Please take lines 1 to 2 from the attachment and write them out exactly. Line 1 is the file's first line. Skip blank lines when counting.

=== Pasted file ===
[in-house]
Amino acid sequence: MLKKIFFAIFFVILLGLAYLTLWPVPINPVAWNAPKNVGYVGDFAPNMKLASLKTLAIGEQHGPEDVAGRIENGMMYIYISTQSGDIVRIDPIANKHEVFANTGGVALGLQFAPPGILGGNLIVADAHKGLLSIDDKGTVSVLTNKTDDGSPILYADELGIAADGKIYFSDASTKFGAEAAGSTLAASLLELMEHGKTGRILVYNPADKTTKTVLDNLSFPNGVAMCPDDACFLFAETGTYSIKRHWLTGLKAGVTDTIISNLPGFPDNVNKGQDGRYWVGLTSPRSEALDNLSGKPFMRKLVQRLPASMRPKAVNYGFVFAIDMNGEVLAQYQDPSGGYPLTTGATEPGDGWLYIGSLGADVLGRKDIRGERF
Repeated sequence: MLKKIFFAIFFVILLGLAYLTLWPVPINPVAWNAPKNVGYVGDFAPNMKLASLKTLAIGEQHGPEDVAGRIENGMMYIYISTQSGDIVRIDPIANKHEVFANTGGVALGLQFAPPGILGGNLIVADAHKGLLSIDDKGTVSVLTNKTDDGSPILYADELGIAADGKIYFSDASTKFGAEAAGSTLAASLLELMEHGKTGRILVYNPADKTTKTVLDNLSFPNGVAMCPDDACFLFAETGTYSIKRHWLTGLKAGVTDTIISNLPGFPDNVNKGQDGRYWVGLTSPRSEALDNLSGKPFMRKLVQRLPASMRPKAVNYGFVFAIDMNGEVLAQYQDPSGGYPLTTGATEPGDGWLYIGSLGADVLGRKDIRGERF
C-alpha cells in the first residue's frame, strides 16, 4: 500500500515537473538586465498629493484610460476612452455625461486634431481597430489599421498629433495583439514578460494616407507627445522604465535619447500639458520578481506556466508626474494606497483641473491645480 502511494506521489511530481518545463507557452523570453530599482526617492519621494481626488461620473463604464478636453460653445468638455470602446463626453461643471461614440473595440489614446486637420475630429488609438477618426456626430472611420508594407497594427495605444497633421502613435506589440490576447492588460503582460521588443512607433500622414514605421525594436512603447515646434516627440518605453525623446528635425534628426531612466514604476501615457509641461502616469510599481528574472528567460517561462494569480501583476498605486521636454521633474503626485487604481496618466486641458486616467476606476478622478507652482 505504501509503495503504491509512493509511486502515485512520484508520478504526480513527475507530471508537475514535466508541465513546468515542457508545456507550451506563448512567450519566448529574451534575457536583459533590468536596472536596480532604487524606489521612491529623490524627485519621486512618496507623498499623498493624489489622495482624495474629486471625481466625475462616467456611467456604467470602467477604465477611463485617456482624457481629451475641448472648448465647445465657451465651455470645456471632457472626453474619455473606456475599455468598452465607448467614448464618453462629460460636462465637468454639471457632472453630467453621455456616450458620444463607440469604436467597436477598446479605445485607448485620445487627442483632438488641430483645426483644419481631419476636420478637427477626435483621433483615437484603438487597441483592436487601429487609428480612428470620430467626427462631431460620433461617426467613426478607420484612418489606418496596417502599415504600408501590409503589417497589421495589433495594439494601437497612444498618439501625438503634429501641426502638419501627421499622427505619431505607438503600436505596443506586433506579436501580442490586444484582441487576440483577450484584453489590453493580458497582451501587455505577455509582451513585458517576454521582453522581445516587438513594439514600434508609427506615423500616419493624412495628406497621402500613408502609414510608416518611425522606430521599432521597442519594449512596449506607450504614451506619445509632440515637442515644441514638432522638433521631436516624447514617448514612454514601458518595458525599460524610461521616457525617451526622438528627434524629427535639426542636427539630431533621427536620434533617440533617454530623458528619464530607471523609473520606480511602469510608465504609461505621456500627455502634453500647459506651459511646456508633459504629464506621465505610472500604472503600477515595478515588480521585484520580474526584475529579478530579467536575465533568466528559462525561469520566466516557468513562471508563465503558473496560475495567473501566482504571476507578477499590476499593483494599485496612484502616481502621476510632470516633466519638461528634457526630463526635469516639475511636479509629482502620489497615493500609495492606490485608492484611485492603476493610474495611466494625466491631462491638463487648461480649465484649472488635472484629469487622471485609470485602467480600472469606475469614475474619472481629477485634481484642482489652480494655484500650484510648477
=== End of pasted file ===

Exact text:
[in-house]
Amino acid sequence: MLKKIFFAIFFVILLGLAYLTLWPVPINPVAWNAPKNVGYVGDFAPNMKLASLKTLAIGEQHGPEDVAGRIENGMMYIYISTQSGDIVRIDPIANKHEVFANTGGVALGLQFAPPGILGGNLIVADAHKGLLSIDDKGTVSVLTNKTDDGSPILYADELGIAADGKIYFSDASTKFGAEAAGSTLAASLLELMEHGKTGRILVYNPADKTTKTVLDNLSFPNGVAMCPDDACFLFAETGTYSIKRHWLTGLKAGVTDTIISNLPGFPDNVNKGQDGRYWVGLTSPRSEALDNLSGKPFMRKLVQRLPASMRPKAVNYGFVFAIDMNGEVLAQYQDPSGGYPLTTGATEPGDGWLYIGSLGADVLGRKDIRGERF